The Don Rosa Papers Episode #2: Thanks a lot, Lancelot
This series of articles is meant to promote awareness of the Indiegogo campaign to independently print Scrooge McDuck legend Don Rosa’s classic works, The Pertwillaby Papers and Captain Kentucky. For the first time, a truly complete collection of these comics will be available, helmed by Jano Rohleder (translator and editor of the German collection of Rosa’s Scrooge/Donald Duck comics) and overseen by Rosa himself. You can purchase the books along with a host of other rewards at www.indiegogo.com/donrosa
It’s hard to talk much about The Pertwillaby Papers in its proper historical context. At least, it’s hard for a 23 year old who’s never held an old issue of The Kentucky Kernel or The Rocket’s Blast Comicollector, where these stories originally appeared. After all, I’ve grown up in a world of trade paperbacks, the direct market and webcomics. I even had to look up what a fanzine was as research for this article!
But to the older generation of comic book writers, artists and historians, including Kurt Busiek (Astro City), Ed Brubaker (Gotham Central, Daredevil), Roger Stern (Superman) and Scott McCloud (Understanding Comics, Zot!), The Pertwillaby Papers was as much a piece of their formative years as comics fans as Batman was for mine. They have all stated their public appreciation and support for Don Rosa’s early indie classic and his reprint efforts.
While my first episode briefly covered The Pertwillaby Papers’ inception at The Kentucky Kernel, I didn’t talk much about the comic itself. The comics starred Lancelot “Lance” Pertwillaby, a University of Kentucky student whose curiosity and obliviously good nature served as the catalyst for his adventures.
His constant adventuring companion was Feather Fluffnuthin, his patient and oft put-upon girlfriend.
His most constant foe was Viktor Domitrius Smyte, a professor at the college and loyal Nazi. His murderous hatred of Lance, and Nazi past, is expertly concealed.
While it began its first 65 as a political cartoon (as per his editor’s request), after a change in staff the final 62 strips in The Kentucky Kernel became “Lost in (an alternative section of) the Andes”, ending on Episode #127. With a colorful cast of recurring and one-shot characters, The Pertwillaby Papers allowed Rosa to cut his teeth and develop the style for which he would be so well known. But the upcoming collection boasts Episodes #1-141. But 141 newspaper strips certainly don’t make a full book.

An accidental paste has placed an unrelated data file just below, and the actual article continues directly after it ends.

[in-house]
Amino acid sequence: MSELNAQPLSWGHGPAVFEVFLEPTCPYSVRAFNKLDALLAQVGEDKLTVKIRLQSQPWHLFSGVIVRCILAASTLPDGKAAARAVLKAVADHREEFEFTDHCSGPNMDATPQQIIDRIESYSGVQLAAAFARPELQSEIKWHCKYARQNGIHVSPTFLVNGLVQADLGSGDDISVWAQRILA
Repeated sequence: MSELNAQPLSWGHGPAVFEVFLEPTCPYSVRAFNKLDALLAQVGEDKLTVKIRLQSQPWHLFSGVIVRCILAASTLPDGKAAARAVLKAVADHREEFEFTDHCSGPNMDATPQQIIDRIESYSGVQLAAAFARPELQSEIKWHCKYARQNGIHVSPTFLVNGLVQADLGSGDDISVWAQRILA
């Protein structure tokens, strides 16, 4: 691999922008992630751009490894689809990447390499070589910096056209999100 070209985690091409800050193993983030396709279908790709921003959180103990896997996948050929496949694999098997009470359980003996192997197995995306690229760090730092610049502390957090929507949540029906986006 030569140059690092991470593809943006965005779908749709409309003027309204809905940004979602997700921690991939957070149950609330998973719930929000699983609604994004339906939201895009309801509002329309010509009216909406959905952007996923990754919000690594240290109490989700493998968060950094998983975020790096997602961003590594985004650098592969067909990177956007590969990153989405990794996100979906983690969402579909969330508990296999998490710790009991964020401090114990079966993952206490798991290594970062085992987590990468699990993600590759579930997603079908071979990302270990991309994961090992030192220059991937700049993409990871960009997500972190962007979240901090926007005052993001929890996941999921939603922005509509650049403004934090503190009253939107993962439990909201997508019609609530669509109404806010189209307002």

Which is why they don’t. The Rockets Blast Comicolletor, a comic book fanzine, resumed publication of The Pertwillaby Papers in 1976. Maintaining the comedy/adventure style of “Lost in (an alternative section of) the Andes”, each episode was expanded from four to five panels to 10-15 full pages apiece. The first story in this format, “Sub-Zero”, weighed in at six full episodes and a whopping 64 pages total, and there are two more stories on top of that (as well as a never before reprinted bonus episode). “Vortex” runs for five episodes, 55 pages, and the final story “Knighttime” for three episodes beyond that.
Rosa has made clear that the adventure stories of The Pertwillaby Papers were inspired by the works of Carl Barks, and while some elements of these stories were re-used in his later Duck work, make no mistake: those stories are not mere remakes. Without the restrictions of the Disney license they became something else altogether, though I would consider the ‘unfiltered’ Rosa to be no more child-unfriendly than a PG-13 movie.
From the perspective of a Duck fan, these stories provide a fascinating insight in to his development as a cartoonist and the stories that they grew up reading. But the most pertinent question as to whether you should purchase the books, however, is this: How do the stories hold up to a reader who simply wants to enjoy some good comics?
In the interest of full disclosure, I only have access to “Sub-Zero” and “Vortex”… and I can safely say that they hold up well. While he has not yet mastered his style of art or storytelling, he uses more visual and textual gags in a single episode than many do in full issues, and improves with each episode. They are packed with homages to his favorite movies, television shows and comics, and I couldn’t begin to pinpoint them all, but I smiled at this one in particular.
He even makes an effort to use metatextual humor, absent in much of his Duck work.
His playing with the medium is most immediately recognizable with The Pertwillaby Papers’ signature word balloon usage: Each character assigned an individual style of balloon, befitting their voice and personality.
While different from his work on the Ducks, focusing far more on comedy and spectacle, this does not diminish the quality of the work, instead showing a different side of one of the most prolific living cartoonists. I have never seen Rosa more experimental than he was with The Pertwillaby Papers. Each episode shows a clear improvement in the pacing, writing, art, timing and so much more. His layouts cleanly pack in twice as much content as any other artist I have ever seen. Some creators’ early work can be skipped without missing a thing, but with The Pertwillaby Papers, you experience the rare treat of a young, ambitious author with a natural inclination for storytelling, finding his voice by creating the kinds of comics he himself would want to read.
You can purchase copies of The Pertwillaby Papers and Captain Kentucky from the fundraising campaign at www.indiegogo.com/donrosa